As we have noted on numerous occasions, despite the continued influx of investment in Iraq, the situation is untenable and each month moves closer to an all-out civil war. First, we’ll give you the security run-down, then we’ll get into the oil.
• On 30 December, the Iraqi central government moved to demolish a Sunni protest camp in Ramadi (Anbar province) and negotiated the withdrawal of government forces from the province.
• On 1 January, while those forces were pulling back, Islamic militants (under the umbrella of the Sunni Islamic State of Iraq and the Levant, ISIL) seized key areas of the province’s largest cities—Ramadi and Fallujah, for all intents and purposes temporarily wresting control of these key areas from the central government.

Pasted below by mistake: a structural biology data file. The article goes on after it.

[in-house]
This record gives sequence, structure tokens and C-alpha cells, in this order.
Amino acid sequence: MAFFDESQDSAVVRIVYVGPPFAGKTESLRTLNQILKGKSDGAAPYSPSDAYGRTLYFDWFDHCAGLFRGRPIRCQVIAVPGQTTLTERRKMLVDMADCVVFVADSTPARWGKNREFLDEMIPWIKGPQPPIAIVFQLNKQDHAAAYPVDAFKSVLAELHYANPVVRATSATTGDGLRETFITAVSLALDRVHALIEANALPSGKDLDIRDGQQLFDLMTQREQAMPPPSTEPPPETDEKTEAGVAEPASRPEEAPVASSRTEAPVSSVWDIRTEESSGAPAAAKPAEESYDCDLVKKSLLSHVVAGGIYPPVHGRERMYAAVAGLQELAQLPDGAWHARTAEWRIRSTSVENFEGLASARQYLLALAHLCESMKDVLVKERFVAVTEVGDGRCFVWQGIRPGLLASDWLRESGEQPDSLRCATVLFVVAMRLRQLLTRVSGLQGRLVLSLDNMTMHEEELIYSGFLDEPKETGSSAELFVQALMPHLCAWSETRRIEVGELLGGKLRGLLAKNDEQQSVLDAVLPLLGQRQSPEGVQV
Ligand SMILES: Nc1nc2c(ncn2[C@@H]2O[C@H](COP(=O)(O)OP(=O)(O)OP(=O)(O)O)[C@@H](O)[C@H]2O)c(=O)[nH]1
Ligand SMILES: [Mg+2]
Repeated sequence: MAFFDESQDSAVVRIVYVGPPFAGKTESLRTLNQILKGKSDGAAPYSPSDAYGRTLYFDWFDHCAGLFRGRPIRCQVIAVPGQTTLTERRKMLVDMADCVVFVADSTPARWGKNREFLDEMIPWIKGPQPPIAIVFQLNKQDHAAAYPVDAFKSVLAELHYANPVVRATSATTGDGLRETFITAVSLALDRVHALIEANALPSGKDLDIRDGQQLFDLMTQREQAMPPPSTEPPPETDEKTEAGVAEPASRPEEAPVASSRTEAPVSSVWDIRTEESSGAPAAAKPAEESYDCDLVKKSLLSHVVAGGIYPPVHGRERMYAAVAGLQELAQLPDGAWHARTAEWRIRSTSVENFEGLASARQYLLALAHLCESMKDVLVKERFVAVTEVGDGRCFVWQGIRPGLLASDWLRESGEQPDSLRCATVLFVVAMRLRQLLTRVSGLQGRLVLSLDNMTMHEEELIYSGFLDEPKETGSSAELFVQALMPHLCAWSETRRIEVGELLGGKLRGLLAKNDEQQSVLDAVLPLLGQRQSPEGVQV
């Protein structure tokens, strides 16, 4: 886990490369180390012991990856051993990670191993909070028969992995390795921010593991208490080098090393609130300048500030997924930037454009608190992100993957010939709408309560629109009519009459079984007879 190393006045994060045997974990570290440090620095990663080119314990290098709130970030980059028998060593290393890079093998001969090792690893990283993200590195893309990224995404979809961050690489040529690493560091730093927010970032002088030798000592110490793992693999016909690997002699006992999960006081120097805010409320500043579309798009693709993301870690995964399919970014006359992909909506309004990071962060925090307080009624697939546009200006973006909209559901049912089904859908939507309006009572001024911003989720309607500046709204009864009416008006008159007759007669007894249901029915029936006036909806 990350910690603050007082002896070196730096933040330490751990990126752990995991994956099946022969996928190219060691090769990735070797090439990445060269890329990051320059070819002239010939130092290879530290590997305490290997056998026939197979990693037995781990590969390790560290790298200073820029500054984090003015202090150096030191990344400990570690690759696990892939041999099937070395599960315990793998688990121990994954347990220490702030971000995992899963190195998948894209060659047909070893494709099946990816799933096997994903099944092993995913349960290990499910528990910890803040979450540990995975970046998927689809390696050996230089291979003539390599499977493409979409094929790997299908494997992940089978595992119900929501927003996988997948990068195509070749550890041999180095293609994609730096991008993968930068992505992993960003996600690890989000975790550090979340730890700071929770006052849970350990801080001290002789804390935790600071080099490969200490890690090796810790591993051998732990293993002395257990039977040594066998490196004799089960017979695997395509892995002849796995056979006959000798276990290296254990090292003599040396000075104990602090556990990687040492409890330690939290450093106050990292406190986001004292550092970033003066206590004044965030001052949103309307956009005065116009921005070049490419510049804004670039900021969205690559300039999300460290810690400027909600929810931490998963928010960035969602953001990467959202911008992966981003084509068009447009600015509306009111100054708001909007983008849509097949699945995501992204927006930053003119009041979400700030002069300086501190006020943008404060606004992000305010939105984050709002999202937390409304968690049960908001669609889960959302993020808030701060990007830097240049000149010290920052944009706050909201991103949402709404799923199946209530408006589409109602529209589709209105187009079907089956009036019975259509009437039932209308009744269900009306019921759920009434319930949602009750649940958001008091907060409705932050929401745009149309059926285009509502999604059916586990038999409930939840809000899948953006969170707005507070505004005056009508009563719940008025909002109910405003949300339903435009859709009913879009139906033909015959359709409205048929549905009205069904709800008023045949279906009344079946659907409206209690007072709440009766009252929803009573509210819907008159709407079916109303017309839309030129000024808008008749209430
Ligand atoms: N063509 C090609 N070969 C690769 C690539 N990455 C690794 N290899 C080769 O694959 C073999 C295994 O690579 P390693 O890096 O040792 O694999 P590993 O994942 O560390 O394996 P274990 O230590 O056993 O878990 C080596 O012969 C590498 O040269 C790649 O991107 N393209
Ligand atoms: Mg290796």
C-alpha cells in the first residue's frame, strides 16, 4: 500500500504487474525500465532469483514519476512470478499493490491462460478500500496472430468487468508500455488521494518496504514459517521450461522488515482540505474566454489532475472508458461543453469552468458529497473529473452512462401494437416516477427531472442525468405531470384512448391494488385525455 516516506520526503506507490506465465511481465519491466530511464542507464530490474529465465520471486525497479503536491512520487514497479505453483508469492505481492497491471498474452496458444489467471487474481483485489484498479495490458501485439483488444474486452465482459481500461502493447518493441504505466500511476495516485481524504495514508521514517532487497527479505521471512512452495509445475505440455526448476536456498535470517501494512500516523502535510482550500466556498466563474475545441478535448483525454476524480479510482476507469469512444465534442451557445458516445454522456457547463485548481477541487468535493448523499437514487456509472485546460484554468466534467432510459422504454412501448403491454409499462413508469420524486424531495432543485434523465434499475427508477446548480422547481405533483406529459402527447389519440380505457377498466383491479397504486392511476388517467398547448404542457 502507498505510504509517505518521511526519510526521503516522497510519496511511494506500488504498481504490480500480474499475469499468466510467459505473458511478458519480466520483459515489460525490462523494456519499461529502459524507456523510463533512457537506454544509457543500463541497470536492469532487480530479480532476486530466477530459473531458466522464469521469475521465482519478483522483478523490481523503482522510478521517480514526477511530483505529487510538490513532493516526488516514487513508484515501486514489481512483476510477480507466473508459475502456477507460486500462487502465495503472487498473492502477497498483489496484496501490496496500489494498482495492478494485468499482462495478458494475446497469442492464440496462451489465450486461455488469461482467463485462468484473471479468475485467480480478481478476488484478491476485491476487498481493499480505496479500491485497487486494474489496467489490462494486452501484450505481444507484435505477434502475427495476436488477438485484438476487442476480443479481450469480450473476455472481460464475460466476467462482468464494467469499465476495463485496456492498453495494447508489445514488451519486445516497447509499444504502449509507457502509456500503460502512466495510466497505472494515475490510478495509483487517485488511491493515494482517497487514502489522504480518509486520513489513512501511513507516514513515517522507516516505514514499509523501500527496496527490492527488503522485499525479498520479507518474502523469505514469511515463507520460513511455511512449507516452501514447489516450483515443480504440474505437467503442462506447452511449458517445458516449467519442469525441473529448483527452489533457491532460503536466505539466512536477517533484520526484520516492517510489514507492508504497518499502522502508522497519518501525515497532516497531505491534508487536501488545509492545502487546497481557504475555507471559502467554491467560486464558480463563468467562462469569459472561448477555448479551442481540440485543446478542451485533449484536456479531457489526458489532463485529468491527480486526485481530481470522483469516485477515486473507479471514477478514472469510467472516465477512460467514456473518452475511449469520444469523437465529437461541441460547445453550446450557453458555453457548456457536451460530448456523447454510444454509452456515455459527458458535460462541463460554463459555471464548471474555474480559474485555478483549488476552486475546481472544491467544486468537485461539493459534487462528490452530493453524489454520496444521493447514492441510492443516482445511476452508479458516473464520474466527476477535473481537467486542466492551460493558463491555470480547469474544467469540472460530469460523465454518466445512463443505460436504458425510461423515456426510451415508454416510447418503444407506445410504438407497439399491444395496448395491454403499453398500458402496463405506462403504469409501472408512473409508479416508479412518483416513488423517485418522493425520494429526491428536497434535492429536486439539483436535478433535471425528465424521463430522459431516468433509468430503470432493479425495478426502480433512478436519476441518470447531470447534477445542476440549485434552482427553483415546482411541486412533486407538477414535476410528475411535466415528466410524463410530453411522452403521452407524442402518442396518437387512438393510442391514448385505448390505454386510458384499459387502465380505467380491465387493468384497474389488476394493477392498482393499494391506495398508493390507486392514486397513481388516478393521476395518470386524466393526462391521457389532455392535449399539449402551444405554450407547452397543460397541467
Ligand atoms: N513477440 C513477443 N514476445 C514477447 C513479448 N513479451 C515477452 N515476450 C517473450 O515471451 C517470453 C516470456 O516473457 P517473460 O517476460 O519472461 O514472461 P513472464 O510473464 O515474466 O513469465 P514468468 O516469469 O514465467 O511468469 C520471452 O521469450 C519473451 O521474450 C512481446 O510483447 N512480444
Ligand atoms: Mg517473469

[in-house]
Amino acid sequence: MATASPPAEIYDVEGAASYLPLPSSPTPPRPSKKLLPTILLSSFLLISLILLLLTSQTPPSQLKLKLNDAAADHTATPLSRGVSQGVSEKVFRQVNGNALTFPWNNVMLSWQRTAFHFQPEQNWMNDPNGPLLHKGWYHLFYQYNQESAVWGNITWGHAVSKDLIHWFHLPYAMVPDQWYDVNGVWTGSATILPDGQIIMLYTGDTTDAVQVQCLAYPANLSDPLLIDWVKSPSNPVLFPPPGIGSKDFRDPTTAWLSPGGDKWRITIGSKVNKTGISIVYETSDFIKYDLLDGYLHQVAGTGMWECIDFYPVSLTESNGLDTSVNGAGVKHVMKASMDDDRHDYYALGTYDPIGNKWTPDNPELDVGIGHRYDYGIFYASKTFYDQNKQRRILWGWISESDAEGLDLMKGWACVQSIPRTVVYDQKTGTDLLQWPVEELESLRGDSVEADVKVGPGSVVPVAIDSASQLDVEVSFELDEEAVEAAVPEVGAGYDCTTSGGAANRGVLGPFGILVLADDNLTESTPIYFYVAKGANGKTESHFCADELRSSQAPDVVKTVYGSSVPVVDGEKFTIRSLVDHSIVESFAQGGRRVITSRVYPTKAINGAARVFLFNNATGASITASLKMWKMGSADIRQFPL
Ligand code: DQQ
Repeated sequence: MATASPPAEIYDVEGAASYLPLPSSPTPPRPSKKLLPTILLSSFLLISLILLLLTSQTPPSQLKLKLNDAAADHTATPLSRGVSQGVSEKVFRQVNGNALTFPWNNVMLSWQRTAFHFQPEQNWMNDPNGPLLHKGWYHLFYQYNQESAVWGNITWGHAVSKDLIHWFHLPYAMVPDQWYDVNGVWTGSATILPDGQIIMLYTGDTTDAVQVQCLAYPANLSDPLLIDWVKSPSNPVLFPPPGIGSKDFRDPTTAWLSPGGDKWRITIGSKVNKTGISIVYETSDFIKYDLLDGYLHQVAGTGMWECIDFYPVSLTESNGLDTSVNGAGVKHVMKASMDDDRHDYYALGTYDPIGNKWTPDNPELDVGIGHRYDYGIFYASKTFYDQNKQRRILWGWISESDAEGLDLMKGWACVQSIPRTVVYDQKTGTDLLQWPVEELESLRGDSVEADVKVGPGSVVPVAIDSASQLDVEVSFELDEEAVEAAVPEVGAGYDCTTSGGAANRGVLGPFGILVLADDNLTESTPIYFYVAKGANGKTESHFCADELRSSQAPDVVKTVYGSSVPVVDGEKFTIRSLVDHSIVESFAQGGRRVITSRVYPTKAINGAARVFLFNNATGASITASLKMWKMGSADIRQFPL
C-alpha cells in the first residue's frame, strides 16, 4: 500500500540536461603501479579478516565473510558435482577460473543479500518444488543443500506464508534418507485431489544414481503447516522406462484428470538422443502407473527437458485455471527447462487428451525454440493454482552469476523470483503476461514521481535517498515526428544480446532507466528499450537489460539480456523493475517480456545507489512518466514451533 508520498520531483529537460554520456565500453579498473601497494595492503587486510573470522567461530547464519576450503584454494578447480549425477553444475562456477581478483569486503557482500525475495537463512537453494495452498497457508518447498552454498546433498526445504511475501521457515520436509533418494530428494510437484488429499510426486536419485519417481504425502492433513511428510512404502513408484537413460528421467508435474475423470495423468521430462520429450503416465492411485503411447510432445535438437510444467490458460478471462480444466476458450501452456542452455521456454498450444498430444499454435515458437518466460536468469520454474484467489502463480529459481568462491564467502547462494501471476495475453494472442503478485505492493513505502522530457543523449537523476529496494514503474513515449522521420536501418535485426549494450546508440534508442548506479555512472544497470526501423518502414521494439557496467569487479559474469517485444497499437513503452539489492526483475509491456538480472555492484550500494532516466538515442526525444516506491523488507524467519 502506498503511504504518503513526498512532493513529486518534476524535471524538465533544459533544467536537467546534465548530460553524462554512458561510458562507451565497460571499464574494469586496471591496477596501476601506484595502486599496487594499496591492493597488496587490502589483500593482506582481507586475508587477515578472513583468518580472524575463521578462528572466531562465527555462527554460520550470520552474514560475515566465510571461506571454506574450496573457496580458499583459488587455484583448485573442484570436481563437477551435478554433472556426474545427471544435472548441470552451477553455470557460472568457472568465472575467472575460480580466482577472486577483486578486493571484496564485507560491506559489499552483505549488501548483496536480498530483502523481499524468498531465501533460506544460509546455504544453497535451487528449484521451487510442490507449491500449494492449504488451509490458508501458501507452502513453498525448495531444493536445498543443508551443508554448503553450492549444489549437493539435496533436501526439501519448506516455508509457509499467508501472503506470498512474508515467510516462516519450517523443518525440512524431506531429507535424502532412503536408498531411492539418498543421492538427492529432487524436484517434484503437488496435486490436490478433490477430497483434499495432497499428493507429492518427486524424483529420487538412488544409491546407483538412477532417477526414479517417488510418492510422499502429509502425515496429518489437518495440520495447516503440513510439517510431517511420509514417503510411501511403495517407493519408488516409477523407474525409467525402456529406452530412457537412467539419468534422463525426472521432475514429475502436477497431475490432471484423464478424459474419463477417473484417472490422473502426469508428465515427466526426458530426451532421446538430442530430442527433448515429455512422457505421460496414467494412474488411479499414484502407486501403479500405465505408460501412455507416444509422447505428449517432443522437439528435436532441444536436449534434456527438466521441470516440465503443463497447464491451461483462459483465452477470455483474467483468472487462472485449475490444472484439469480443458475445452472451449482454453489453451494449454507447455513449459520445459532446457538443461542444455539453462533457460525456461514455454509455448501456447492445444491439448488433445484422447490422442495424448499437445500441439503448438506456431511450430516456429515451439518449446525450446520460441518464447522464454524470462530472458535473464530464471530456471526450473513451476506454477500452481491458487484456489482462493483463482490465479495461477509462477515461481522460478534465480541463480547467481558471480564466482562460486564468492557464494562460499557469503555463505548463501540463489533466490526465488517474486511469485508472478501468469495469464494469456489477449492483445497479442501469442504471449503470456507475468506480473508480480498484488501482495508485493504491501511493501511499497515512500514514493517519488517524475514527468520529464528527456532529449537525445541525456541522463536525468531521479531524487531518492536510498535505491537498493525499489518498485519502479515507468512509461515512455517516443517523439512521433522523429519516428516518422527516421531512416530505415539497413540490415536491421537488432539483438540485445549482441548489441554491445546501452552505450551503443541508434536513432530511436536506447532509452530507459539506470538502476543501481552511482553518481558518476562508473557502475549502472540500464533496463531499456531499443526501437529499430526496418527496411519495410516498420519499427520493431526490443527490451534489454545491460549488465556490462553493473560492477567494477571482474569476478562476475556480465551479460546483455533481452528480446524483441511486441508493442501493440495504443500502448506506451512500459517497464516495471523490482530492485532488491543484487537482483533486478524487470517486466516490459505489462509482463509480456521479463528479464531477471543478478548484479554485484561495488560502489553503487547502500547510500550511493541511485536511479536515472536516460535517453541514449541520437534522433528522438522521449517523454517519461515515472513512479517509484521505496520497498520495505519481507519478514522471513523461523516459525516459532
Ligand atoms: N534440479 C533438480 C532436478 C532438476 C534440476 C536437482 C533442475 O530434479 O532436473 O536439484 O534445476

• By 3 January we were witnessing high-intensity clashes between the ISIL and government forces. Adding to the mix were local allies supporting the government forces. The death toll so far remains unclear, but over 100 were killed in Ramadi and Fallujah alone on the first day.
• There was a major miscalculation made here by the central government, which moved immediately to say that Fallujah had fallen to the ISIL, when in fact, the result of the clashes was to allow local tribes, clerics and former officers to regain control of the city. However, the central government, having itself lost control,…